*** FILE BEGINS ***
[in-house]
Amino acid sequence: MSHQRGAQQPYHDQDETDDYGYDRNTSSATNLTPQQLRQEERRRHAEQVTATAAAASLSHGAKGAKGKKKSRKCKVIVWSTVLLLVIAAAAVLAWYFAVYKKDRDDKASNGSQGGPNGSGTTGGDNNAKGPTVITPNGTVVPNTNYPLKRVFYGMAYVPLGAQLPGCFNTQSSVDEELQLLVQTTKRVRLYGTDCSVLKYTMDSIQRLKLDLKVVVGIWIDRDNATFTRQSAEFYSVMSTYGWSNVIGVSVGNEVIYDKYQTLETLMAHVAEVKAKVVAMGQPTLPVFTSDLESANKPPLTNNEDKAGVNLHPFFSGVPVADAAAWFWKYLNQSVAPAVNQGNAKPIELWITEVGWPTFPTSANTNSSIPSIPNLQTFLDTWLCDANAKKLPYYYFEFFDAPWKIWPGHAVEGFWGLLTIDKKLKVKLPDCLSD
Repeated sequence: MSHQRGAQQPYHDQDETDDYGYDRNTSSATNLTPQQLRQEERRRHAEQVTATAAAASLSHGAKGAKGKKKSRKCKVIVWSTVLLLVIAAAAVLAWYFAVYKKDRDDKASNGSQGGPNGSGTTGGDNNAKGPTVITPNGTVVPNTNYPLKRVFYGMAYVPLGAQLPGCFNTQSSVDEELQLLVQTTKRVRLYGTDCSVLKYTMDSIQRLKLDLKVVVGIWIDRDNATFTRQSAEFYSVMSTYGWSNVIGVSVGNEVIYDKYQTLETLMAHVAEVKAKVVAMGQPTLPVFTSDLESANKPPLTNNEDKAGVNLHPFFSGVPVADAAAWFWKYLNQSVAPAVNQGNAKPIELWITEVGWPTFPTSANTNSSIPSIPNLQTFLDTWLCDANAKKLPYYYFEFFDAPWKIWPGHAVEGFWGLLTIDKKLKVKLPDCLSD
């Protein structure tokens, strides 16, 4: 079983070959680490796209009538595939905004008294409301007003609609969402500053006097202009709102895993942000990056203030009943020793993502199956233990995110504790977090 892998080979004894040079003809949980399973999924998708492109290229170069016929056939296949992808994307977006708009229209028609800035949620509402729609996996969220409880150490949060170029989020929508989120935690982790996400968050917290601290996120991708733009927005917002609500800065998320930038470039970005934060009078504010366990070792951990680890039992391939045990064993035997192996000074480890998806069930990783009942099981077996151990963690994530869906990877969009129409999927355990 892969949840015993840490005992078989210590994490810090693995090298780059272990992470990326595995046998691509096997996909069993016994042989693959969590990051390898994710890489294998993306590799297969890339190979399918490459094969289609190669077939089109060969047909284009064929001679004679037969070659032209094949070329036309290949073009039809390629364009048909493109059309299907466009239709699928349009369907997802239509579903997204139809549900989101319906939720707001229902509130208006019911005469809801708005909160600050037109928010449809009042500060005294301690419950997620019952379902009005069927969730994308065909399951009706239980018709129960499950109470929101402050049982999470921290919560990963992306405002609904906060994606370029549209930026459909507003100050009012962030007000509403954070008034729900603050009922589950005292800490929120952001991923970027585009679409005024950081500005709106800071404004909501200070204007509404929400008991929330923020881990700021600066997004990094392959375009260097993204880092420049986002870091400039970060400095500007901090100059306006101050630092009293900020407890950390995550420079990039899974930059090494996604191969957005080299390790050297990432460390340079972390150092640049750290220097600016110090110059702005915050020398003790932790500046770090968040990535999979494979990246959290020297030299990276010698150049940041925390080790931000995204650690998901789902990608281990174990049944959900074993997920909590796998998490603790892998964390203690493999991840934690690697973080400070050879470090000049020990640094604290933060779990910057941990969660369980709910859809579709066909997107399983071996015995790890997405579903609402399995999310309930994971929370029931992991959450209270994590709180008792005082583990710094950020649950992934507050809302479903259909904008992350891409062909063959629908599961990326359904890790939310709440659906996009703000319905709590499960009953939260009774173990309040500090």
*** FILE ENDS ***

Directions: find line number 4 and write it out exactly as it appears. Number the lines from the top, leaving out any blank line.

């Protein structure tokens, strides 16, 4: 079983070959680490796209009538595939905004008294409301007003609609969402500053006097202009709102895993942000990056203030009943020793993502199956233990995110504790977090 892998080979004894040079003809949980399973999924998708492109290229170069016929056939296949992808994307977006708009229209028609800035949620509402729609996996969220409880150490949060170029989020929508989120935690982790996400968050917290601290996120991708733009927005917002609500800065998320930038470039970005934060009078504010366990070792951990680890039992391939045990064993035997192996000074480890998806069930990783009942099981077996151990963690994530869906990877969009129409999927355990 892969949840015993840490005992078989210590994490810090693995090298780059272990992470990326595995046998691509096997996909069993016994042989693959969590990051390898994710890489294998993306590799297969890339190979399918490459094969289609190669077939089109060969047909284009064929001679004679037969070659032209094949070329036309290949073009039809390629364009048909493109059309299907466009239709699928349009369907997802239509579903997204139809549900989101319906939720707001229902509130208006019911005469809801708005909160600050037109928010449809009042500060005294301690419950997620019952379902009005069927969730994308065909399951009706239980018709129960499950109470929101402050049982999470921290919560990963992306405002609904906060994606370029549209930026459909507003100050009012962030007000509403954070008034729900603050009922589950005292800490929120952001991923970027585009679409005024950081500005709106800071404004909501200070204007509404929400008991929330923020881990700021600066997004990094392959375009260097993204880092420049986002870091400039970060400095500007901090100059306006101050630092009293900020407890950390995550420079990039899974930059090494996604191969957005080299390790050297990432460390340079972390150092640049750290220097600016110090110059702005915050020398003790932790500046770090968040990535999979494979990246959290020297030299990276010698150049940041925390080790931000995204650690998901789902990608281990174990049944959900074993997920909590796998998490603790892998964390203690493999991840934690690697973080400070050879470090000049020990640094604290933060779990910057941990969660369980709910859809579709066909997107399983071996015995790890997405579903609402399995999310309930994971929370029931992991959450209270994590709180008792005082583990710094950020649950992934507050809302479903259909904008992350891409062909063959629908599961990326359904890790939310709440659906996009703000319905709590499960009953939260009774173990309040500090």